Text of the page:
Can selfish motives infect the church today?  Do clicks develop around favorite pastors, or select church leaders, or certain strong personalities?  Do church councils deal with power plays and pointless arguing?  Do parishioners play politics to get their way with the pastor or in the congregation?  And is Gloria Dei immune from such selfish motives and ways of operating?  Not as long as there is sin residing in the hearts of our members – and that means not as long as we’re on this side of heaven.

Isn’t it amazing, that despite selfish motives, power plays, and internal politics, the Word of God still does its work?  That’s because the Word of God points you to the One who set all selfish motives aside to selflessly give himself for you.  The Word of God presents us with the One who set aside personal pride and glory and took on the humble nature of a servant even to the point of death on a cross.  The Word of God reveals to sinners like you and me the humility of our Savior, Jesus Christ, and how his humility from cradle to cross has won the forgiveness our all our sins before his heavenly Father and ours.  And the Word not only presents us with that message, but it has the power to deliver Christ’s forgiveness, to plant faith in the promises of God, and to strengthen our trust in the Savior whose selflessness went to hell and back for our salvation.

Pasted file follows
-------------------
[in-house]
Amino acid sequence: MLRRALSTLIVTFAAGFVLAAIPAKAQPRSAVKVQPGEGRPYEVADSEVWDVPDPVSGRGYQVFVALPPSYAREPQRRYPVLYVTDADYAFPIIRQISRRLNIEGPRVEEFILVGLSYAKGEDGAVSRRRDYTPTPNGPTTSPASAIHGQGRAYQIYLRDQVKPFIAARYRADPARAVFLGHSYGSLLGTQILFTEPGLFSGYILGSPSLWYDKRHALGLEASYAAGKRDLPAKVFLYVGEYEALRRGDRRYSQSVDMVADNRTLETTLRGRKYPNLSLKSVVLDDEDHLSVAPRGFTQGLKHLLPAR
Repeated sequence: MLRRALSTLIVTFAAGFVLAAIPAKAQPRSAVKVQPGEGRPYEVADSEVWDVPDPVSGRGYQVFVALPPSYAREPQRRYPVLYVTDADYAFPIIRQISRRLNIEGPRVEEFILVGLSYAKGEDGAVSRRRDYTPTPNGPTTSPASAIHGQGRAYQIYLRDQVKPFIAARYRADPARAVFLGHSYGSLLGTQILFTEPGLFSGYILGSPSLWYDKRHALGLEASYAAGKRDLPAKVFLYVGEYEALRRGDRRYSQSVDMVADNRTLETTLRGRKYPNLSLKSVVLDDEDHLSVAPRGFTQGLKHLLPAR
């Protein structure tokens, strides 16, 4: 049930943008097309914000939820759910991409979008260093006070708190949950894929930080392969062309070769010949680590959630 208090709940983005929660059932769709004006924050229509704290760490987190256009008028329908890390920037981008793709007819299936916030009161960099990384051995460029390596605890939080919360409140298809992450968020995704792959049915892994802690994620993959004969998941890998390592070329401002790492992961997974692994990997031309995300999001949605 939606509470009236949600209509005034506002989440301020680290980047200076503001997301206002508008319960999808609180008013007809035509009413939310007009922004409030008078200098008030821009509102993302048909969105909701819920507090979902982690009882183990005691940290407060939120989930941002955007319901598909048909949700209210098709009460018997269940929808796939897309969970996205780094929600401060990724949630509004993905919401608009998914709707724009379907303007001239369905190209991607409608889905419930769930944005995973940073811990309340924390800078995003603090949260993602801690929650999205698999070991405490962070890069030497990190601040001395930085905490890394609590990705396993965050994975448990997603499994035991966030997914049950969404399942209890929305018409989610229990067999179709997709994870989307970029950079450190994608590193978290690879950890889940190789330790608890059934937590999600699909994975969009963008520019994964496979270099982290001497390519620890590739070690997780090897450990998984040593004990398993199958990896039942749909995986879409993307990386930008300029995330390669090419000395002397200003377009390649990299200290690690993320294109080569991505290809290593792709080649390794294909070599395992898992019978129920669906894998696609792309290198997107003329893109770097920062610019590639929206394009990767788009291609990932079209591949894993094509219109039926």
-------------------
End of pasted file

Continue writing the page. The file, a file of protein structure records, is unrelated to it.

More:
Today’s bulletin lists an upcoming stewardship Sunday that we will hold near the end of next month.  Usually when you hear the word stewardship, you think about money and offerings.  But our stewardship focus this year, while not neglecting financial stewardship, will center on our stewardship of God’s Word.  How often do we study the Word?  How can we better understand the Word?  How can we make it a part of the fabric of our lives?  I think a stewardship program based on our use of the Word of God is a wise thing for any congregation, ours included.  Because the Word is powerful.  It is “living and active” (Hebrews 4:12).  It is the “sword of the Spirit” (Ephesians 6:17).  It is the story of our salvation and the sourcebook of forgiveness.  Let’s get into the Word, so that the Word can do its work!  Amen.